What Ontario's Buck-A-Beer Feels Like For An Alcoholic

I’ve been sober for five years, but my province is being led by a politician who seemingly prioritizes cheap beer over other, more urgent, issues — and it sucks.
What Ontario's Buck-A-Beer Feels Like For An Alcoholic

Photo, Getty Images.

By August 27 in Ontario, you’ll be able to drink a little cheaper. After winning a campaign hinged heavily on the spirit of MAGA, Premier Doug Ford will pull the trigger on Buck-A-Beer™ and bring another of his populist election promises to pass. So congratulations, everybody who voted for him: in the past two months, Ford’s Conservative government has made revisions to Indigenous content in Ontario curriculum, rolled back sex ed to 1998 and cut new funding for mental health services by $330 million. Make Ontario great again — or something.

Of course, cheap beer is wonderful, right? I mean yes, craft brewers have been explicit in reminding us that buck-a-beer is  not economically viable. And okay fine, it will in no way lead to a freer market. But the world is on fire, so take a drink. That is, unless you can’t.

As of May 9, I’ve been sober for five years. I work hard at it, I miss drinking and wish I could do it responsibly, and I will (and have) curse(d) every bar that doesn’t offer sparkling water (because fountain soda water isn’t the same, and everybody knows it). So, thanks to Doug Ford’s buck-a-beer campaign, I’m getting an extra-special glimpse into his administration’s ideologies. Specifically, that the Conservatives would rather prioritize “twirling towards freedom”-inspired slogans than recognize that a platform built on alcohol means nothing to voters who don’t drink. Or more specifically, that Ford in particular doesn’t seem to give a shit.

Of course, we already knew that. We’ve known for a while, considering that in the middle of a national opioid crisis, Ford’s government is reviewing safe injection sites to see “whether they have merit” (overwhelming research says they do) and that it has also  ordered a freeze on opening new overdose centres. On top of this, the Conservatives have also cut Liberal party-sanctioned scheduled increases to social assistance.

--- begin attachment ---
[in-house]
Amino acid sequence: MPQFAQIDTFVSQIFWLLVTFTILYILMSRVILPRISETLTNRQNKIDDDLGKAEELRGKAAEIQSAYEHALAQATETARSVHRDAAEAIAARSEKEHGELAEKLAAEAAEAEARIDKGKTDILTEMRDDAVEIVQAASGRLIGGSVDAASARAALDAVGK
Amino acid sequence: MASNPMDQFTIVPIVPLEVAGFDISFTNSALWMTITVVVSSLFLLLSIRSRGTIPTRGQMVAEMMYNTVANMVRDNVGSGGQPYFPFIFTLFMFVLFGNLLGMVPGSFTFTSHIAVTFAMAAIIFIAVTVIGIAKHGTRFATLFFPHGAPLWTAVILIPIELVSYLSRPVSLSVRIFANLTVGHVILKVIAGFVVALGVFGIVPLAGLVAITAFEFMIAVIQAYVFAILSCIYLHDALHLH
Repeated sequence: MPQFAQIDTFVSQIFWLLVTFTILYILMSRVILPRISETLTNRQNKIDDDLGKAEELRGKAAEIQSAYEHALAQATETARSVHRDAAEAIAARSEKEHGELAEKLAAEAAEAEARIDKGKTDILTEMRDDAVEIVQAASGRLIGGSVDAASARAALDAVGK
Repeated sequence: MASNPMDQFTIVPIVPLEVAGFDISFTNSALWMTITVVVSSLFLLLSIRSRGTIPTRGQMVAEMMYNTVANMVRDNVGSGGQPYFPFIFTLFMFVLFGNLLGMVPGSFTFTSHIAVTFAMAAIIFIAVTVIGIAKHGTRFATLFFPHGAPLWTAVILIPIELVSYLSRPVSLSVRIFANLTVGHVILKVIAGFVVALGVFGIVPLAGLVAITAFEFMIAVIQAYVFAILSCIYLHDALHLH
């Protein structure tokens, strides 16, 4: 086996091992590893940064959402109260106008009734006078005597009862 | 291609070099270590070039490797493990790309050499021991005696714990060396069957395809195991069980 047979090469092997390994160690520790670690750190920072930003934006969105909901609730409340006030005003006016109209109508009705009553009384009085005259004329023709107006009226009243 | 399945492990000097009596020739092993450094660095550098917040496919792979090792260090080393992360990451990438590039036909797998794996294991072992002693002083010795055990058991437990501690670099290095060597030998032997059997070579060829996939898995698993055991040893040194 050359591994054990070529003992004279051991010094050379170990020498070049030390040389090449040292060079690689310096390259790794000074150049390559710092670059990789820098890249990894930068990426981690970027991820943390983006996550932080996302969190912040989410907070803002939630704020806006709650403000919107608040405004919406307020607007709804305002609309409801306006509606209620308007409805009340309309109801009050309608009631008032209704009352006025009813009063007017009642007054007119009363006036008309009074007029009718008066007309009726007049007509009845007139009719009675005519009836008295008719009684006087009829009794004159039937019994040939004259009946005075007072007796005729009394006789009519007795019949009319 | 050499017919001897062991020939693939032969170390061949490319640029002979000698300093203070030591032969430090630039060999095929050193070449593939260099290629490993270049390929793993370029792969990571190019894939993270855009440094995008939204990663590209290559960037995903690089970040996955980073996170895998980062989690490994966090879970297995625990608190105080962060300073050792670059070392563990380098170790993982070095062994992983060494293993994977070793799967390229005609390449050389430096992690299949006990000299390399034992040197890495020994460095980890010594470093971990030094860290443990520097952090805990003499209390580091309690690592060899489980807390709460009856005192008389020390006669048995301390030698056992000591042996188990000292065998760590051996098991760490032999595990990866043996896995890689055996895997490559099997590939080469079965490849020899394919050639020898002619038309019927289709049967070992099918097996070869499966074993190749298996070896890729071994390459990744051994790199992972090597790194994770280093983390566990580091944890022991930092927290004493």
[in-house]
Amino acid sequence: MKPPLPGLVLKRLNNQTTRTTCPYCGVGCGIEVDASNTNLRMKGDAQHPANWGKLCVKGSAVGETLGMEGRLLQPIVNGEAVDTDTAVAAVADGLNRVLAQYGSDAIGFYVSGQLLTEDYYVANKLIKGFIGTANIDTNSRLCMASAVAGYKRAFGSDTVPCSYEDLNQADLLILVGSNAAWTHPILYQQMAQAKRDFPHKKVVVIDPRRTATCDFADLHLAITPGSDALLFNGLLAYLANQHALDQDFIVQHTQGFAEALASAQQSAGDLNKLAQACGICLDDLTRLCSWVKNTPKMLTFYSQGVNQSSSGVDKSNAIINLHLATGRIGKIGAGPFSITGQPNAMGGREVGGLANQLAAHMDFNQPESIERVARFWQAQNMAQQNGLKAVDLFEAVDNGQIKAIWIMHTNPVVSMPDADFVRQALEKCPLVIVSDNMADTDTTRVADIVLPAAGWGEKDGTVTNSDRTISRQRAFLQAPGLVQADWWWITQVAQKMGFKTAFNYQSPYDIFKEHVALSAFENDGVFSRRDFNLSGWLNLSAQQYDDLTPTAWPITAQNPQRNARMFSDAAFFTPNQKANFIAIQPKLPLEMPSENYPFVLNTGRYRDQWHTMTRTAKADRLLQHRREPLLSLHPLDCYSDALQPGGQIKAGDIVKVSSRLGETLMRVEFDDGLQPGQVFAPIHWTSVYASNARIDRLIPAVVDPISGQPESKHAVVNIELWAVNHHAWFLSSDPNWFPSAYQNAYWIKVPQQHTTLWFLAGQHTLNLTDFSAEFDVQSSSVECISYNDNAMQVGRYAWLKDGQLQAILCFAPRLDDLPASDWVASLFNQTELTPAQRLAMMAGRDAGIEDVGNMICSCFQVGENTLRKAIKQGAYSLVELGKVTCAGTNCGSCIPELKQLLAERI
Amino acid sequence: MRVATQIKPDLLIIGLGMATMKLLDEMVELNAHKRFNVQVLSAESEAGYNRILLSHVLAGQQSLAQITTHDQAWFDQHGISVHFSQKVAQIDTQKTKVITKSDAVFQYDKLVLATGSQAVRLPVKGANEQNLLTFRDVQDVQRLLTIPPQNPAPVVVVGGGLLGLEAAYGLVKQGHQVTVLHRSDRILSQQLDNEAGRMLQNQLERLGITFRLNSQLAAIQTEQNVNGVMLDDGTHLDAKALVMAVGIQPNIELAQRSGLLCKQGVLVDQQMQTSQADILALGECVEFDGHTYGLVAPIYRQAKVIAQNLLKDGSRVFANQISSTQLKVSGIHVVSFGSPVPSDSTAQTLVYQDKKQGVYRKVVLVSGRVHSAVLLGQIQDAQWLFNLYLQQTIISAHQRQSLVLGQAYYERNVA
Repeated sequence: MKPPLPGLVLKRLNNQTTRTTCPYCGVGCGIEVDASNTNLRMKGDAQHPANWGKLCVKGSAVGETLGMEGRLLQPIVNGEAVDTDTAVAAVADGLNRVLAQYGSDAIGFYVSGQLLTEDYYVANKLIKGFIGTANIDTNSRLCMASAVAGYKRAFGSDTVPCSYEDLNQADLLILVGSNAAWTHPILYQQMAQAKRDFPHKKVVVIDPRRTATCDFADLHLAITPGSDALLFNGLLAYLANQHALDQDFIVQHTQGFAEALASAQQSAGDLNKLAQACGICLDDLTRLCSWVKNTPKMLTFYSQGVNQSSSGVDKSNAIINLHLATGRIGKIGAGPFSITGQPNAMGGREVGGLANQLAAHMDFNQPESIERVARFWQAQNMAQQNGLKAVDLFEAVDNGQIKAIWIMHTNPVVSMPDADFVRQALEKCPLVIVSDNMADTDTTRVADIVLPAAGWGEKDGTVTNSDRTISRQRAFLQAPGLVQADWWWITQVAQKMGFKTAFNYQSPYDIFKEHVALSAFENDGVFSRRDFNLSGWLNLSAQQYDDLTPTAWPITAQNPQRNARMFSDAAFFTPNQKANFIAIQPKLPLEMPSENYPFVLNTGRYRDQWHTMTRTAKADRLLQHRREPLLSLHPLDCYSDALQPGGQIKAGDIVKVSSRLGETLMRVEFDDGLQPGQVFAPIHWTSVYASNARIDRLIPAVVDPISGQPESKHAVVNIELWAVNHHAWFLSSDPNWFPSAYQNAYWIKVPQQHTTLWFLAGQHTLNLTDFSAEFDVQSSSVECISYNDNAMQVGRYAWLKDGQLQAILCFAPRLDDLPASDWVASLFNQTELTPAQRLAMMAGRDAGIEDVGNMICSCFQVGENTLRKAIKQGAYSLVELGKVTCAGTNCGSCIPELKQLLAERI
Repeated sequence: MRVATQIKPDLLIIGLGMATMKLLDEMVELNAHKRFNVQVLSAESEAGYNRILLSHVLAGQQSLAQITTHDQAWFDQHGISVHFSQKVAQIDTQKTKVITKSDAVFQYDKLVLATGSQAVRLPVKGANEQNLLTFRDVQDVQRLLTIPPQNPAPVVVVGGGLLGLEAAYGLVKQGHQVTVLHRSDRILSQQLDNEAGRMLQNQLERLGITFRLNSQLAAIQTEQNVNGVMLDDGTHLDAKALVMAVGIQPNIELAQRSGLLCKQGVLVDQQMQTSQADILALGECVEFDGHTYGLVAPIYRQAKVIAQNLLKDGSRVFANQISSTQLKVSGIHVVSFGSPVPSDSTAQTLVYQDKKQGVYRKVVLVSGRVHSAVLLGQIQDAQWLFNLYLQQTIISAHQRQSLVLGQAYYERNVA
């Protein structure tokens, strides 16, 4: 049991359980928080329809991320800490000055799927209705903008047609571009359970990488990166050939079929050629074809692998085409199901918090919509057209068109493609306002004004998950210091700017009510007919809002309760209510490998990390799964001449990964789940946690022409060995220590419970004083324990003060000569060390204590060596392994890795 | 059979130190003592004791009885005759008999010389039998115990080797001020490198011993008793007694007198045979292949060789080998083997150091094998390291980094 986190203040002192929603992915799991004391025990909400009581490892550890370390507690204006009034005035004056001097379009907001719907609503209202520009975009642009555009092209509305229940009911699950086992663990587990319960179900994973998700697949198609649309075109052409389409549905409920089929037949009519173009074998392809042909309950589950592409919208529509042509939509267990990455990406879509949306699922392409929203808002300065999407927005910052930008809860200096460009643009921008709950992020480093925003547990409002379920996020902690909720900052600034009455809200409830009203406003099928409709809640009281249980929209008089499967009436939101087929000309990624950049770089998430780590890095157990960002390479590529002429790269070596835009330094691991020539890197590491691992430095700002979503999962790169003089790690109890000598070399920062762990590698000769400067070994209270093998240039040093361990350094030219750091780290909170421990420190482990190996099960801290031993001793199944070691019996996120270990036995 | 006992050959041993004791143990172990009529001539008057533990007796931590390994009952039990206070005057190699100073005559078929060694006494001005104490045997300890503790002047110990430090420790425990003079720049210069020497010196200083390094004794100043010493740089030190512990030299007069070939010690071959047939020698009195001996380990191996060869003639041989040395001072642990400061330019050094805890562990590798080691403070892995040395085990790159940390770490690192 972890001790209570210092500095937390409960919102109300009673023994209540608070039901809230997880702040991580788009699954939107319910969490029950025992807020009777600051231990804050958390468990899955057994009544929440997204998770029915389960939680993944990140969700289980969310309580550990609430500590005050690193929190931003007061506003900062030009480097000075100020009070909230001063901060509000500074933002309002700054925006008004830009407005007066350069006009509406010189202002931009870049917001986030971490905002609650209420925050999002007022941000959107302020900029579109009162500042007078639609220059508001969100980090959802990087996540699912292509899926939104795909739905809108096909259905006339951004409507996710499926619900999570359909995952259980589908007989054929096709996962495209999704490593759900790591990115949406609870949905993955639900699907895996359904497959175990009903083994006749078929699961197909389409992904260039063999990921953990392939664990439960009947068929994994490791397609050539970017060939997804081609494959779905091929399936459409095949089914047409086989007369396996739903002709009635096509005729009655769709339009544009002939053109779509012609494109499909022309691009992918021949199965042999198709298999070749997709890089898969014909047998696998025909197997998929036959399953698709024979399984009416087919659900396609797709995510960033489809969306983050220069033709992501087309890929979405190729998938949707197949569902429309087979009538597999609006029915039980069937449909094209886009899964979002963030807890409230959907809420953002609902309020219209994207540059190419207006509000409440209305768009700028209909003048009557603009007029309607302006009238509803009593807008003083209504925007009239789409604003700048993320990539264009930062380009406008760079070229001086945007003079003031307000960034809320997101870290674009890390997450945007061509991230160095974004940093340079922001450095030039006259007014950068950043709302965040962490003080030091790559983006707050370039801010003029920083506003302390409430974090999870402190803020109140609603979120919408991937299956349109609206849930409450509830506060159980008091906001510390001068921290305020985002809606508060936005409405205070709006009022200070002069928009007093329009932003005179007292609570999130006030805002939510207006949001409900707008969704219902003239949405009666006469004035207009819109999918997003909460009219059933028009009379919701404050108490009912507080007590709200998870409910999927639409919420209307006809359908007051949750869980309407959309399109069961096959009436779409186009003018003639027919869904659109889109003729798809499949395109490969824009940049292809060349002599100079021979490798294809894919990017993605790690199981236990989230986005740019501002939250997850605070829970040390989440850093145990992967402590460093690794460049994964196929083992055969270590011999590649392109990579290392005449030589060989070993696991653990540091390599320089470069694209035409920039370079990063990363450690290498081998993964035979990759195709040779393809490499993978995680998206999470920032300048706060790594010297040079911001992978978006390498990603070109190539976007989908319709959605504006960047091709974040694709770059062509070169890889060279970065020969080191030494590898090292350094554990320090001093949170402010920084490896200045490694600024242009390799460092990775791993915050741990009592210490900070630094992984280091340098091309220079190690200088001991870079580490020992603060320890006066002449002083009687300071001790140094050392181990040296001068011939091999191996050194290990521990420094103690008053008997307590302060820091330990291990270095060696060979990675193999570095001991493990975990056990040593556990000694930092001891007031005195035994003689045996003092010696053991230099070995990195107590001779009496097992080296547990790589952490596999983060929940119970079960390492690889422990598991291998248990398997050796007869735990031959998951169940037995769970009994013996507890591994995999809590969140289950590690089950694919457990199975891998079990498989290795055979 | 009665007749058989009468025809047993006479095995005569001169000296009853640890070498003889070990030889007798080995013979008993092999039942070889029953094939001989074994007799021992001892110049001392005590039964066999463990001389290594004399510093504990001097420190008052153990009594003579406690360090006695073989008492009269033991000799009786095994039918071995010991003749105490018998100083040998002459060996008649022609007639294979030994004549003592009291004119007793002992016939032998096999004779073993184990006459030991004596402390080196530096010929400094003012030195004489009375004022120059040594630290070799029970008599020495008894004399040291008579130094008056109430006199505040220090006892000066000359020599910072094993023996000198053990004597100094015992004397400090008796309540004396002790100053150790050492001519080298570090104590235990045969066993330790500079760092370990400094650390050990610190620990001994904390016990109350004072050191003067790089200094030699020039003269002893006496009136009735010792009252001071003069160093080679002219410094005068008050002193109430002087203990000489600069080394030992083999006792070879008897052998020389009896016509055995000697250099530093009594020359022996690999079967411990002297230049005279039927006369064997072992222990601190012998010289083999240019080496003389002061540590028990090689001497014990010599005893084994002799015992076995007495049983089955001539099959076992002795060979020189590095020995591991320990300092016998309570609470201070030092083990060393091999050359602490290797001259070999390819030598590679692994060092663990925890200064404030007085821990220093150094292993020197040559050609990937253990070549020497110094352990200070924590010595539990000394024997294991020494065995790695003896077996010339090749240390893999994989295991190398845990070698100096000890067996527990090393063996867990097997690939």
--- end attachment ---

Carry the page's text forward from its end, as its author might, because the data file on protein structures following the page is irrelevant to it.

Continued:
I hate all of this. I hate that Ford’s seeming ignorance appears to be impairing his ability to be a responsible leader. And  I also hate that some people are so excited about cheap beer that they chose not to think about what a Ford government looks like to people who battle addiction, or those who need mental health resources.

My own perspective is one with enormous privilege: I’ve always had access to emotional and mental support. I have always had family to turn to when I needed them. I have friends I can talk to who’ve been generously open about their own addictions. I’ve always had places to go and stay and sleep safely. I have a doctor who’s always listened to me and taken mental health seriously. Through that same doctor, I’ve had access to two therapists who’ve helped me work through everything from anxiety to my capacity for self-destruction. But I am also not the norm. Ford’s budget cuts? They stand to further target the victims of a system already steeped in an imbalance of power. Which is ironic since, like Trump, Ford has been so happy to identify himself as the everyman. He’s directed his rhetoric at the working class, promising them big changes and great results, but while doing so, has ignored the fact that addiction doesn’t discriminate, that it also exists among his favoured constituents, and that by waging war on mental health and substance abuse support, he might as well fly a banner that says, “Go fuck yourself.” To everyone.

Or at least that’s what *I* hear every time Ford’s smiling photo appears alongside his latest tweet, touting the merits of buck-a-beer and lower taxes (and conveniently not mentioning the toll fewer tax dollars might take elsewhere). I also hear that those who don’t drink — whether because of addiction or because of personal or religious beliefs — aren’t the citizens he seeks to appease. So I will email and call my MPP and repeat the same things that I just wrote here, reminding myself that our government, no matter how flawed and backwards it may be, works for us. Because while I may not wield a spectacular amount of power, I will utilize what I do have. And I remind myself that if the masses can rally around cheap beer, surely, at some point, they’ll have to do the same for addiction and mental health support.


Anne T. Donahue is a writer, podcaster and person on the internet. Her memoir, Nobody Cares, comes out on September 18.


Subscribe to our newsletters for our very best stories, recipes, style and shopping tips, horoscopes and special offers.

By signing up, you agree to our terms of use and privacy policy. You may unsubscribe at any time.

This site is protected by reCAPTCHA and the Google Privacy Policy and Terms of Service apply.